The Summers family ran the Big Wheel, Dive Bomber, Moon Rocket, Revolving Jets and Tipping Paratrooper rides along with the Mirror Maze, two One Arm Bandit Arcades and several "Prize every time" booths.
For various commercial reasons during the 1990s, including the closure of the Butlins camp and a noticeable downturn in trade, the Collins family agreed to sell the Park’s freehold and it was snapped up by an eager Ken Rogers, the millionaire owner of the Hypervalue Group, a highly successful chain of twelve "£1 an item" budget stores all over South Wales. Rogers had been attempting to buy the pleasure park for several years, mainly because his Hypervalue brand had been born twenty five years earlier in the form of a tiny market stall on a rental site near the main entrance to the Barry Pleasure Park.
After finally securing ownership of the park Ken Rogers made sweeping changes and improvements, including the demolition and construction of the major rides. Sadly, in 2000 just as the park's fortunes been turned round, Rogers died suddenly and ownership passed to his son Ian. Following a recent restructure of the business, Hypervalue is now trading as Hyper Xtra and is currently owned 50/50 between Ian Rogers and Hilco UK, including the pleasure park.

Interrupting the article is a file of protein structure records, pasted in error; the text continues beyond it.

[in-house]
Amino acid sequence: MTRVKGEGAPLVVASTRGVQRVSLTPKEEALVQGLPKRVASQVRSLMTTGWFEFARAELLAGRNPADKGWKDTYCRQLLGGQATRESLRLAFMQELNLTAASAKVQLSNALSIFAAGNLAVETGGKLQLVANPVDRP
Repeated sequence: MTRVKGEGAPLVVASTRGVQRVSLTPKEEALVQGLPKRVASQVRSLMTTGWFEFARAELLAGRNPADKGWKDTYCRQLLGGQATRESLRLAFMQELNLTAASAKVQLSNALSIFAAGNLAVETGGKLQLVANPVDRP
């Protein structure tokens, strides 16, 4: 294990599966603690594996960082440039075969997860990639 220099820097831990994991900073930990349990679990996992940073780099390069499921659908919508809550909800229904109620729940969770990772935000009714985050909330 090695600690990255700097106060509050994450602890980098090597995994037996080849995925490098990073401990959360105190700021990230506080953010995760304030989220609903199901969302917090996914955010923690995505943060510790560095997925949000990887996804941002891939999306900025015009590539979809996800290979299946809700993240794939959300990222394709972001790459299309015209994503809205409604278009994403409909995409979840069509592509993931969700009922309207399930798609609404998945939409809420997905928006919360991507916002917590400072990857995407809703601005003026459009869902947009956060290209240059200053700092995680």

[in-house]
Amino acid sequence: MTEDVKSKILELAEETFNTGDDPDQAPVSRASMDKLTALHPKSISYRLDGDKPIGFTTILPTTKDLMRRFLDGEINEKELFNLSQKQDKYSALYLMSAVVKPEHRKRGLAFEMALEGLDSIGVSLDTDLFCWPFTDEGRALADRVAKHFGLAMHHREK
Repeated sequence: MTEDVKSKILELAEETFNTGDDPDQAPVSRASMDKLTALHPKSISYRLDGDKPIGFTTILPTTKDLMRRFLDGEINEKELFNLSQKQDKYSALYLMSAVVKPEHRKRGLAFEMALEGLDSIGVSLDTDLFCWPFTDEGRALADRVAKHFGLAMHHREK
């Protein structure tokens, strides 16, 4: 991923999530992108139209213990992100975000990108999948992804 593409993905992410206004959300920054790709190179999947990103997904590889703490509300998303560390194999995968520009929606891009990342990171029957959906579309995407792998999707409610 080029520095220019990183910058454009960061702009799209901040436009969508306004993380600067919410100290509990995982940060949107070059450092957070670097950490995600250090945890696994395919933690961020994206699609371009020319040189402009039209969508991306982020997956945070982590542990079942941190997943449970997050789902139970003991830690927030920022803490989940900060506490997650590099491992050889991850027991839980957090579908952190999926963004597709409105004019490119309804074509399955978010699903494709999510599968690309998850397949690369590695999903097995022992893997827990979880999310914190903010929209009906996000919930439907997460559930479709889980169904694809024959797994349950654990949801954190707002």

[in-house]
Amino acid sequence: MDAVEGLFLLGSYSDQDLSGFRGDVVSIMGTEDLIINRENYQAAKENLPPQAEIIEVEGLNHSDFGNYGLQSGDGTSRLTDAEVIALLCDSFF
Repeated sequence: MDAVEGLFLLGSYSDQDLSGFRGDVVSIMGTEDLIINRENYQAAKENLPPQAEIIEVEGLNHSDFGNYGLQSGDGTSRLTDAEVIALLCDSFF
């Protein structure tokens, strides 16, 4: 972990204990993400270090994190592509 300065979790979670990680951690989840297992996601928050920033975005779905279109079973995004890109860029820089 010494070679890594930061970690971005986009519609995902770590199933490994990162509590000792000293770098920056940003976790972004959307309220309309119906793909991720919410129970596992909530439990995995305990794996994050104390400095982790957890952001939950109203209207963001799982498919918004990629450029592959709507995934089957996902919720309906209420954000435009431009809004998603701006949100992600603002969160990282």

The park announced its closure with effect from the August bank holiday weekend 2009 and cited recent poor trading levels and poor weather as being the deciding factors in their decision. Future plans are being outlined for an indoor entertainment centre on the traditional fairground site. Owner Ian Rogers has outlined plans that involve the construction of a 25-storey high glass tower that would be visible for miles. The tower would form the centre of an all-year-round all-weather tourism complex of upmarket restaurants, cafes, indoor leisure centre and family attractions including a multiplex cinema, all with luxury holiday and residential flats above.
Pat Collins, the grandson of John Collins still maintains a presence on the Island and currently holds the lease for The Square on the Promenade where he has established four regularly changing rides on the site, that have included a helter-skelter, children's go-karts, a trampoline and a flight simulator module.